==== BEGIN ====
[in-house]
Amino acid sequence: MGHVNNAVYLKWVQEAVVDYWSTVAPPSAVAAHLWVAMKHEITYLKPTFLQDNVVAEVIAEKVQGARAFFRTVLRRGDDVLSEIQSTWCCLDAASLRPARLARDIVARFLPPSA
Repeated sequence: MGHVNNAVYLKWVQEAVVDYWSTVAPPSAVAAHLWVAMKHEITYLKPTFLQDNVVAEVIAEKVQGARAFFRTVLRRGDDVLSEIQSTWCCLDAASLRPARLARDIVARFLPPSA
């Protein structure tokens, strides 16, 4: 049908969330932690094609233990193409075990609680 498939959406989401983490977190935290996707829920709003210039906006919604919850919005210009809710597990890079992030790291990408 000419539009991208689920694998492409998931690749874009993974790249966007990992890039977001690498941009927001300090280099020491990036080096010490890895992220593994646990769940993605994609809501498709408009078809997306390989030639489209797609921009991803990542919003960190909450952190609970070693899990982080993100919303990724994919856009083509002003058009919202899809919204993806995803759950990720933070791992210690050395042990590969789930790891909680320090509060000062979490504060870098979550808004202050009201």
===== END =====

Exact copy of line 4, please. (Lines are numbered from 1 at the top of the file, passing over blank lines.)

């Protein structure tokens, strides 16, 4: 049908969330932690094609233990193409075990609680 498939959406989401983490977190935290996707829920709003210039906006919604919850919005210009809710597990890079992030790291990408 000419539009991208689920694998492409998931690749874009993974790249966007990992890039977001690498941009927001300090280099020491990036080096010490890895992220593994646990769940993605994609809501498709408009078809997306390989030639489209797609921009991803990542919003960190909450952190609970070693899990982080993100919303990724994919856009083509002003058009919202899809919204993806995803759950990720933070791992210690050395042990590969789930790891909680320090509060000062979490504060870098979550808004202050009201």